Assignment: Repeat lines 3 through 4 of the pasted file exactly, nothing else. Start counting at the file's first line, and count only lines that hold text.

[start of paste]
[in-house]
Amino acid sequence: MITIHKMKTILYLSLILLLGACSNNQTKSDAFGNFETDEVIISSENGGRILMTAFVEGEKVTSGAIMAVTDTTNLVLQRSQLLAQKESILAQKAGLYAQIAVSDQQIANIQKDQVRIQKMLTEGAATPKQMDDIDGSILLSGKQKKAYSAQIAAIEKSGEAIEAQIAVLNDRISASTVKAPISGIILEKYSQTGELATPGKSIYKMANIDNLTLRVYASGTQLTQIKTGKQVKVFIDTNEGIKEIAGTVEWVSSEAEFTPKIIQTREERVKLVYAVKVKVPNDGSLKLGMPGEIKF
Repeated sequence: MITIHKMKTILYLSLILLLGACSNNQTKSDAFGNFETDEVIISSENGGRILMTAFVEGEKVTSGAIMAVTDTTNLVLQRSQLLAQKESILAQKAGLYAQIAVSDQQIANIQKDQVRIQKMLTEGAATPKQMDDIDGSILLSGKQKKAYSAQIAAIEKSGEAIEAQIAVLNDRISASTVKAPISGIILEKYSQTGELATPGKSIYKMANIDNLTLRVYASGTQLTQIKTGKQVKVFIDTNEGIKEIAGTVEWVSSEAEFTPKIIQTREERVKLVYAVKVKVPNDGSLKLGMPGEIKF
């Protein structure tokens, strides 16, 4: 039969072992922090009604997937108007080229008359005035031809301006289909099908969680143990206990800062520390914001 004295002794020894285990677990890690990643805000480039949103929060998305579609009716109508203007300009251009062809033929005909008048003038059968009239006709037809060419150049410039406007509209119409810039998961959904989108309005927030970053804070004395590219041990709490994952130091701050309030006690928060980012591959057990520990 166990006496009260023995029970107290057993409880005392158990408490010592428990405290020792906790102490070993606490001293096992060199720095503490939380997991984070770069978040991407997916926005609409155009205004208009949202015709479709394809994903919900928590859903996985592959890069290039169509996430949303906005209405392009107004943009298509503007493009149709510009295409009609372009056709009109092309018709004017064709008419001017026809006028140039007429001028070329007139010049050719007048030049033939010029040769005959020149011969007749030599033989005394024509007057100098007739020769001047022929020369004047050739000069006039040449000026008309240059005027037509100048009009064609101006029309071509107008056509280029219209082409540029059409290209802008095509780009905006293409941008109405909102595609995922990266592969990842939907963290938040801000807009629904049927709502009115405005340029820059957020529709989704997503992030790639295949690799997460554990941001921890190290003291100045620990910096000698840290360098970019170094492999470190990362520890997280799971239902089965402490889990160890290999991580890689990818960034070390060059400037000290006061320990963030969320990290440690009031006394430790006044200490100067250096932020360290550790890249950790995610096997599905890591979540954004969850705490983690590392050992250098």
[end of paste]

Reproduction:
Repeated sequence: MITIHKMKTILYLSLILLLGACSNNQTKSDAFGNFETDEVIISSENGGRILMTAFVEGEKVTSGAIMAVTDTTNLVLQRSQLLAQKESILAQKAGLYAQIAVSDQQIANIQKDQVRIQKMLTEGAATPKQMDDIDGSILLSGKQKKAYSAQIAAIEKSGEAIEAQIAVLNDRISASTVKAPISGIILEKYSQTGELATPGKSIYKMANIDNLTLRVYASGTQLTQIKTGKQVKVFIDTNEGIKEIAGTVEWVSSEAEFTPKIIQTREERVKLVYAVKVKVPNDGSLKLGMPGEIKF
């Protein structure tokens, strides 16, 4: 039969072992922090009604997937108007080229008359005035031809301006289909099908969680143990206990800062520390914001 004295002794020894285990677990890690990643805000480039949103929060998305579609009716109508203007300009251009062809033929005909008048003038059968009239006709037809060419150049410039406007509209119409810039998961959904989108309005927030970053804070004395590219041990709490994952130091701050309030006690928060980012591959057990520990 166990006496009260023995029970107290057993409880005392158990408490010592428990405290020792906790102490070993606490001293096992060199720095503490939380997991984070770069978040991407997916926005609409155009205004208009949202015709479709394809994903919900928590859903996985592959890069290039169509996430949303906005209405392009107004943009298509503007493009149709510009295409009609372009056709009109092309018709004017064709008419001017026809006028140039007429001028070329007139010049050719007048030049033939010029040769005959020149011969007749030599033989005394024509007057100098007739020769001047022929020369004047050739000069006039040449000026008309240059005027037509100048009009064609101006029309071509107008056509280029219209082409540029059409290209802008095509780009905006293409941008109405909102595609995922990266592969990842939907963290938040801000807009629904049927709502009115405005340029820059957020529709989704997503992030790639295949690799997460554990941001921890190290003291100045620990910096000698840290360098970019170094492999470190990362520890997280799971239902089965402490889990160890290999991580890689990818960034070390060059400037000290006061320990963030969320990290440690009031006394430790006044200490100067250096932020360290550790890249950790995610096997599905890591979540954004969850705490983690590392050992250098």